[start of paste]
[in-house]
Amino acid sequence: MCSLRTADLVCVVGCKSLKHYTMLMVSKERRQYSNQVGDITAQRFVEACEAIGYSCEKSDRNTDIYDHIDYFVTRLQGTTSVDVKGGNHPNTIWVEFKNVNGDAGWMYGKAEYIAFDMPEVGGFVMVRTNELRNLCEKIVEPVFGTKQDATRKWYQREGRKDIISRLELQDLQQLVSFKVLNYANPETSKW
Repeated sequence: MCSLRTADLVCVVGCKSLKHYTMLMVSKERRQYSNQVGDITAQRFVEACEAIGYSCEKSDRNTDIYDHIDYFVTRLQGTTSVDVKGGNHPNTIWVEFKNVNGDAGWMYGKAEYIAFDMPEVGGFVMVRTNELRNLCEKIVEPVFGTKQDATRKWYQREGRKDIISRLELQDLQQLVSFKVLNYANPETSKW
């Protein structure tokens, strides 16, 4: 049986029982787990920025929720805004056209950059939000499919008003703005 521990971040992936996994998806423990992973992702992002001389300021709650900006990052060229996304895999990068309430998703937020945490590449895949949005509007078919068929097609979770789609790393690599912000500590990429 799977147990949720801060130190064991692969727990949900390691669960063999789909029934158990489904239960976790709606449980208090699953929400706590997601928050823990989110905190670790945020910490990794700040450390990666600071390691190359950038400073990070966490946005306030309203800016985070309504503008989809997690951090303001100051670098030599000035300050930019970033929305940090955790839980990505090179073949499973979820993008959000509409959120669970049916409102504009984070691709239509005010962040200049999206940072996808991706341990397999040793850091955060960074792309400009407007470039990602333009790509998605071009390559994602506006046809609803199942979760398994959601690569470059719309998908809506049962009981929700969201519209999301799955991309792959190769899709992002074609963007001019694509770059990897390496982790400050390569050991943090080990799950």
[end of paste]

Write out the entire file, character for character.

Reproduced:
[in-house]
Amino acid sequence: MCSLRTADLVCVVGCKSLKHYTMLMVSKERRQYSNQVGDITAQRFVEACEAIGYSCEKSDRNTDIYDHIDYFVTRLQGTTSVDVKGGNHPNTIWVEFKNVNGDAGWMYGKAEYIAFDMPEVGGFVMVRTNELRNLCEKIVEPVFGTKQDATRKWYQREGRKDIISRLELQDLQQLVSFKVLNYANPETSKW
Repeated sequence: MCSLRTADLVCVVGCKSLKHYTMLMVSKERRQYSNQVGDITAQRFVEACEAIGYSCEKSDRNTDIYDHIDYFVTRLQGTTSVDVKGGNHPNTIWVEFKNVNGDAGWMYGKAEYIAFDMPEVGGFVMVRTNELRNLCEKIVEPVFGTKQDATRKWYQREGRKDIISRLELQDLQQLVSFKVLNYANPETSKW
């Protein structure tokens, strides 16, 4: 049986029982787990920025929720805004056209950059939000499919008003703005 521990971040992936996994998806423990992973992702992002001389300021709650900006990052060229996304895999990068309430998703937020945490590449895949949005509007078919068929097609979770789609790393690599912000500590990429 799977147990949720801060130190064991692969727990949900390691669960063999789909029934158990489904239960976790709606449980208090699953929400706590997601928050823990989110905190670790945020910490990794700040450390990666600071390691190359950038400073990070966490946005306030309203800016985070309504503008989809997690951090303001100051670098030599000035300050930019970033929305940090955790839980990505090179073949499973979820993008959000509409959120669970049916409102504009984070691709239509005010962040200049999206940072996808991706341990397999040793850091955060960074792309400009407007470039990602333009790509998605071009390559994602506006046809609803199942979760398994959601690569470059719309998908809506049962009981929700969201519209999301799955991309792959190769899709992002074609963007001019694509770059990897390496982790400050390569050991943090080990799950």